All biofuels are equal, but some biofuels are more equal than others.

In the British Governments bonfire of the quangos last year the Renewable Fuels Agency (RFA) was abolished and had it’s functions transferred to the Secretary of State for Transport. The RFA was responsible for running the Renewable Transport Fuels Obligation (RTFO). The RTFO was set up to obligate fossil fuel suppliers to supply a specified percentage of road transport fuels as bio-fuel. The fuel suppliers are given certificates for bio-fuel they supply (or gain them through trading with other suppliers) and at the end of the year they use the certificates to show that they have complied with their obligations. In practice what this means is that the fuel that you buy at the forecourt will have a small percentage of bio-fuel blended with it. Currently the target is that approx 3.6% of road transport fuel by volume should be bio-fuel. This is all well and good, and modern vehicles can happily make use of 5% blends without modification. But the main driver for the use of bio-fuel is that of carbon abatement and sustainability. This is where the relevance of the title of the post should become clear.

The problem is that in order for the use of bio-fuels to make sense from a sustainability/environmental point of view, the bio-fuels need to be sourced sustainably. In order to make sure that this is the case,  obligated fuel suppliers  are meant to report on the “carbon and sustainability” of the fuel they supply.

The RFA has just published its Year 2 report on the RTFO and in this they detail the information supplied to them by the obligated fuel suppliers on carbon and sustainability. It turns out that only 31% of the bio-fuel supplied in the UK over 2008/2009 met the environmental qualifying standard. Now this is an improvement over the previous year (20%) but still some way below the government target of 50% for the year. Of the balance, the fuel suppliers either didn’t meet the standard or perhaps worse, failed to submit data regarding the sustainability of their bio-fuels.

BP, Chevron, INEOS, Morgan Stanley, Murco and Total failed to meet any of the Government targets set. These were meeting the environmental qualifying standard, greenhouse gas emission reduction targets, and data reporting of fuel characteristics.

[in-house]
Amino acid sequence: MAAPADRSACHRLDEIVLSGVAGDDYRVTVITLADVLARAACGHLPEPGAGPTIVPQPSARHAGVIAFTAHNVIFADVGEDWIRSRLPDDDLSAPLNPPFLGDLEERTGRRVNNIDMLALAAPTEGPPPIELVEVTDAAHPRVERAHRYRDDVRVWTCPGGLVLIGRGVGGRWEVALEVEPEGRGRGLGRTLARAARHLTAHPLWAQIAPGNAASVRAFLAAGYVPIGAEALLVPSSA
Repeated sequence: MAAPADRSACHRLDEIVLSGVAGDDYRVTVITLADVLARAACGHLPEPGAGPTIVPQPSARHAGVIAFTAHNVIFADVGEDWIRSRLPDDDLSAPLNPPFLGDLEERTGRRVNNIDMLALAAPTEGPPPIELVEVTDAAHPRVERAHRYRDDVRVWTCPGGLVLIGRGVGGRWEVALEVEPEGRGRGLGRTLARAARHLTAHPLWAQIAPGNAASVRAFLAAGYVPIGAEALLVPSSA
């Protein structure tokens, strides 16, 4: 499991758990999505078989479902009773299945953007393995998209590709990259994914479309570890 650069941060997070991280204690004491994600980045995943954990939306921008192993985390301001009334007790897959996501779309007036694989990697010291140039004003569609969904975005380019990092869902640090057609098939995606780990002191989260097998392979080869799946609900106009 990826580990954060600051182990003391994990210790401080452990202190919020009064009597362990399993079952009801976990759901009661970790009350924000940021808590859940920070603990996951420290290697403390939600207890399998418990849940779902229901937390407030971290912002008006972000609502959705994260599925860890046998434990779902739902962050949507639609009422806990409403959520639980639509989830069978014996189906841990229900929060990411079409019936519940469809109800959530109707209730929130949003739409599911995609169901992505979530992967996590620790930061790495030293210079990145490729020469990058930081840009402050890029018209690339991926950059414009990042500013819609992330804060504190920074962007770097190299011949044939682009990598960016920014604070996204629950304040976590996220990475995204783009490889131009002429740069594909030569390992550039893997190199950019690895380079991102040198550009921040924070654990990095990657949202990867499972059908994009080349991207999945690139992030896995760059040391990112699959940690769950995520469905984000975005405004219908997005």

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Lies, damn lies, and statistics.

In his 1954 book “How to lie with statistics,” Darrell Huff devotes a chapter to the “Gee-Whiz” graph. He shows that by truncating figures and altering the proportions between axis that it is possible to create a misleading impression without falsifying any data.

For people who would like you to belive that climate change isn’t a big problem this approach can sometimes be too tempting to avoid. A prominent think tank has a figure similar to the following on their homepage.

I have used data from the UEA Climatic Research Unit to reproduce the figure. There doesn’t seem to have been much in the way of global warming over the last decade, right? But if we want to see if “Global Warming has Halted,” we can use the same data source to take a look.

Borrowing an idea from Tamino, in the below figure I have plotted global mean yearly temperatures from 1975 up to 2000, using the same data source as for the figure above. I have also plotted a trend line (0.0174 °C∙yr-1) estimated by linear regression and dashed lines representing ± twice the standard deviation of the residuals. The idea is that aproximately 95% of the yearly values should fall between the two dashed lines. (Actually, to get things completely right, I need to account for autocorrelation of the residuals, but it shouldn’t make too much difference for our purposes.) By extending the dashed lines forward in time to the present we should be able to see if warming has halted or not.

If when the data points for 2001 – 2009 are included they sit within the two dashed lines, then claims that global warming has halted would seem to be premature. In fact as the below figure shows, the global mean  yearly temperatures for 2001 – 2009 are right where we would expect them to be if global warming were continuing without pause.

 

Posted in Climate Change, Statistics | 5 Comments

Yes, but how many Jumbo Jets is that?

In the Guardian yesterday they announced a Gamesa led project to develop the “worlds largest offshore wind turbine.” It will be a 15 MW machine that would be “even bigger” than the 10 MW Britannia turbine also under development by Clipper Windpower. Unfortunately they neglect to tell us how much bigger it would be. Even more importantly they neglected to tell us how many Jumbo Jets that is. Fortunately, they provide an estimate of the size of the Britannia turbine that we can use to make a guess at the size of the Gamesa led turbine as long as we make some reasonable(?) assumptions.

1: Both turbines are horizontal axis types.

2: Both turbines have the same rated windspeed.

3: Both turbines have the same power coefficient.

4: Air density is a constant.

This means we can use the ratio of the rated powers of the two turbines to find the ratio of their swept areas and from there the diameter of the Gamesa turbine.

So: 15/10 = 1.5

From the link the Britannia would have a rotor diameter of 150 m. This gives a swept area of about 17672 m2. Therefore the swept area of the Gamesa turbine would be 26508 m2, it’s rotor diameter would be about 185 m and the turbine would be about 220 m high.

A Jumbo Jet (747-8) has a wingspan of 68.5 m so this means the Gamesa turbine would have a diameter equivalent to 2.7 Jumbo Jets. Thats half a Jumbo Jet larger than the Clipper.

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